From 11.59pm on April 12 anyone with a visa could skip MIQ.
Also allowed in will be 5000 overseas students eligible to study in semester two.
The Government will also look to expand the number of skilled workers coming in – to include seasonal workers and some critical workers who wouldn’t meet the income test mentioned above.
Professional sports players and cultural performers and their support staff could also come in. They would have to be performing in events with ‘significant national/regional benefits’.

4. July or earlier: Visa-waiver countries.
The next stage will happen by July at the latest, according to the Government – but Prime Minister Jacinda Ardern said there was a high likelihood it could happen earlier.
It will see anyone from a visa-waiver country able to skip MIQ if vaccinated. A huge list of countries have visa waivers for visiting New Zealand for up to three months – including the USA, UK, Japan, and most of Europe.
Australians would also be able to travel here freely for as long as they like.
Normal work visas would also open back up for workers earning over the median wage.

5. October: Everyone else.
From October normal visa processing would resume and travellers from anywhere would be able to come to New Zealand and skip MIQ. It’s not quite clear if at this point they would need to self-isolate.

How will self-isolation work? Will they need tests?
Travellers will need to present a negative pre-departure test to get into New Zealand.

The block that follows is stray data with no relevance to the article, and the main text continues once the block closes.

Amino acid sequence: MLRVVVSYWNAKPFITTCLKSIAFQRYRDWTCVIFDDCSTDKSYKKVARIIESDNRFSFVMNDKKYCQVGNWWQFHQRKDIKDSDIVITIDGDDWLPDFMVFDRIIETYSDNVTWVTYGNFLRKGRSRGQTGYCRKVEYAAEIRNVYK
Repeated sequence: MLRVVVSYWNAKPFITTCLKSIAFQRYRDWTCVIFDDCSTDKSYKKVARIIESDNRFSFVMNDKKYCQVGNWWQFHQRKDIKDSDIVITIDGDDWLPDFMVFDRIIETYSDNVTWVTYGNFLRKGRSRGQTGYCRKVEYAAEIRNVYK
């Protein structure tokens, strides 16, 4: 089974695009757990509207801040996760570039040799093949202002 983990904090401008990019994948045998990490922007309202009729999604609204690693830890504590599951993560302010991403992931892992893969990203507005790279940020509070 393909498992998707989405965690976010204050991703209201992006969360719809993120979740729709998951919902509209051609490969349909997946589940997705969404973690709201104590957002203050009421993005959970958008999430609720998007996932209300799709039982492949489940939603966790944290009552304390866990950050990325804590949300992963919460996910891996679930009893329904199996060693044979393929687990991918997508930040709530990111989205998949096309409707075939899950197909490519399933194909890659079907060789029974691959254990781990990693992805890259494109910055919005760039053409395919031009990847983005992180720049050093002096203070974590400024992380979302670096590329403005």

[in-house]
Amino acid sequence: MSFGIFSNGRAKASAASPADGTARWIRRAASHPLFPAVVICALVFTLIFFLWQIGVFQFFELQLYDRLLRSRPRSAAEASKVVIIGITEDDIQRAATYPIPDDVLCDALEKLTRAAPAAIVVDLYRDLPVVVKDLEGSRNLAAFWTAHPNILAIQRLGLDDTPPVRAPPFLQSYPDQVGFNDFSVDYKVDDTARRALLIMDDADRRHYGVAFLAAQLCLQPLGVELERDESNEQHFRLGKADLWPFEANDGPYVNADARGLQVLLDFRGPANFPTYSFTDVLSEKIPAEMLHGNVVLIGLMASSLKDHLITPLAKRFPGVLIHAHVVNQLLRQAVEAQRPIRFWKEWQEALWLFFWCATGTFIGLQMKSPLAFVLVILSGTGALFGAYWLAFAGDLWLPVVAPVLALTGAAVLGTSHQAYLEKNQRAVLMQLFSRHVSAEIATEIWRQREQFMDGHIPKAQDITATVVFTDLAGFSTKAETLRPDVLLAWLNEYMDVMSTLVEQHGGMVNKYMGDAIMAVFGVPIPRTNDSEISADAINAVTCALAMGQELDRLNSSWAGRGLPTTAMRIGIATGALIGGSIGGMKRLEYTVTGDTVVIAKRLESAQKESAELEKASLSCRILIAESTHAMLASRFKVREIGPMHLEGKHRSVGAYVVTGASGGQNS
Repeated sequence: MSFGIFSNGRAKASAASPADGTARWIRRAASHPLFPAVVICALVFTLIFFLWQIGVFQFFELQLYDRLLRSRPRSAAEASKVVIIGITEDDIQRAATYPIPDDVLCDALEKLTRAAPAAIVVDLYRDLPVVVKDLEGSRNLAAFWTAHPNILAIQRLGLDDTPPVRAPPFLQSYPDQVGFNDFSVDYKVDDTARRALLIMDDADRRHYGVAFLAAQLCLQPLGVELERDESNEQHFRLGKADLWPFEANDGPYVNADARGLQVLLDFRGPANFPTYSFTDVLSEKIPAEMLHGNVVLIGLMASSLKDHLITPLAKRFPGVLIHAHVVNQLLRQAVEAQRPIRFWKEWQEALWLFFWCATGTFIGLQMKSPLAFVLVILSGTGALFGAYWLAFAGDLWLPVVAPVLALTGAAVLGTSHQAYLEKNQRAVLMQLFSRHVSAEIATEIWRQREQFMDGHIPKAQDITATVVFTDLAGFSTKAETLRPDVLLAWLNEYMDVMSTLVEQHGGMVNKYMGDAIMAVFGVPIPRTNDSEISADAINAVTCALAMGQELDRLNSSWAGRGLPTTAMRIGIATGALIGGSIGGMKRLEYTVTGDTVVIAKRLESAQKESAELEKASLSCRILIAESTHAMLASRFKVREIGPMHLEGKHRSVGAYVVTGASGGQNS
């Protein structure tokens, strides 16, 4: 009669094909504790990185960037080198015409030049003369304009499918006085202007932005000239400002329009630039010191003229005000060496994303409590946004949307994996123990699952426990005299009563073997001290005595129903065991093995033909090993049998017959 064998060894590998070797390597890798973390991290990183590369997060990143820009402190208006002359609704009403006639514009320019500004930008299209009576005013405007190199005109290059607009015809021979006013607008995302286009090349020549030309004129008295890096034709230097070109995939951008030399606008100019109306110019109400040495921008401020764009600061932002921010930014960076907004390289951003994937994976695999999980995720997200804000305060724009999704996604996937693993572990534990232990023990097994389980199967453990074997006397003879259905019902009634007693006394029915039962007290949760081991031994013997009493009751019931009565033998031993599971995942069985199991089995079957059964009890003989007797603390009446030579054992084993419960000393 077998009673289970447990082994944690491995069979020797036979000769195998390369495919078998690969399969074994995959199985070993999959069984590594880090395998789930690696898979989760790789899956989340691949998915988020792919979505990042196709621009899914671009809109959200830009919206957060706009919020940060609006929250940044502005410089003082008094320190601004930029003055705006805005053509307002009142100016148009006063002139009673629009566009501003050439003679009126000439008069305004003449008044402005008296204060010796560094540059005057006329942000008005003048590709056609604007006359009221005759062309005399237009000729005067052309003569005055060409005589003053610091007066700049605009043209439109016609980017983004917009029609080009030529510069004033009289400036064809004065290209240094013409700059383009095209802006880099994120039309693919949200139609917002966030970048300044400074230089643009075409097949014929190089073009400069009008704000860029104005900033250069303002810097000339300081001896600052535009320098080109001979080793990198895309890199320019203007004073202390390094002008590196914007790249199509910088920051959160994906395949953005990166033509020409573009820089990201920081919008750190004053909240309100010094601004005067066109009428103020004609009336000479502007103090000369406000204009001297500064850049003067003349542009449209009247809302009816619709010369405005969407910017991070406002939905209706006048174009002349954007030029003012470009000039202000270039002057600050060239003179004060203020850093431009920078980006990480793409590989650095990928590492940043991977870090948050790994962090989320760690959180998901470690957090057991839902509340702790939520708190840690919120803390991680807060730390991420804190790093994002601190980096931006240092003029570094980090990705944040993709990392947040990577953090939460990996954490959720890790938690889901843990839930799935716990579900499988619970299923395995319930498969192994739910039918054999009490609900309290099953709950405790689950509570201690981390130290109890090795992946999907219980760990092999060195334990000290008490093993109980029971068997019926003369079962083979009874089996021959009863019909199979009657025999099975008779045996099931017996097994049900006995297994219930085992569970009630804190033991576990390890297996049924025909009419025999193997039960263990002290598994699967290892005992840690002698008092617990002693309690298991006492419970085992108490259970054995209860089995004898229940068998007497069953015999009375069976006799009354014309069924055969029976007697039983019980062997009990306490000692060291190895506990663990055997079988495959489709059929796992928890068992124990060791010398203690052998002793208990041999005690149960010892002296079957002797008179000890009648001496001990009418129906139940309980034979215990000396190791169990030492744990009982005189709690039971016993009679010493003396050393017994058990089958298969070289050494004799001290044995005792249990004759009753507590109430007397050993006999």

They will be handed three free Rapid Antigen Tests at the airport – one to use on day zero or one, one to use on day five or six, and one spare. If any of those are positive they will have to retest with a more accurate PCR test.
Travellers will eventually be treated as if they are contacts of cases. That means for now, 10 days of self-isolation.
But once New Zealand reaches its new phase of dealing with Omicron – something that is supposed to happen once the outbreak gets a bit larger – then that will be reduced to seven days, as it will be for close contacts.
People will be able to travel by private transport to their self-isolation spot – so you could fly into Auckland but drive (or be driven) to Hamilton.
And people inside your household could still come and go, unless you test positive.
Travellers who break self-isolation will be liable for a hefty $12,000 fine.
But self-isolation isn’t expected to last forever – Ardern signalled that the Government will be looking to phase it out eventually, which would make more regular tourism possible.

What about the unvaccinated?
All of the above applies to people who have been vaccinated against Covid-19. Kiwis who have not been vaccinated will still need to enter MIQ just as they do now. Unvaccinated children under five will be able to travel with their parents. A wider exceptions regime for children is being worked on.
Ardern said MIQ would be scaled back but not completely dismantled, and transitioned into a more long-term “National Quarantine Service.” This could include purpose-built facilities.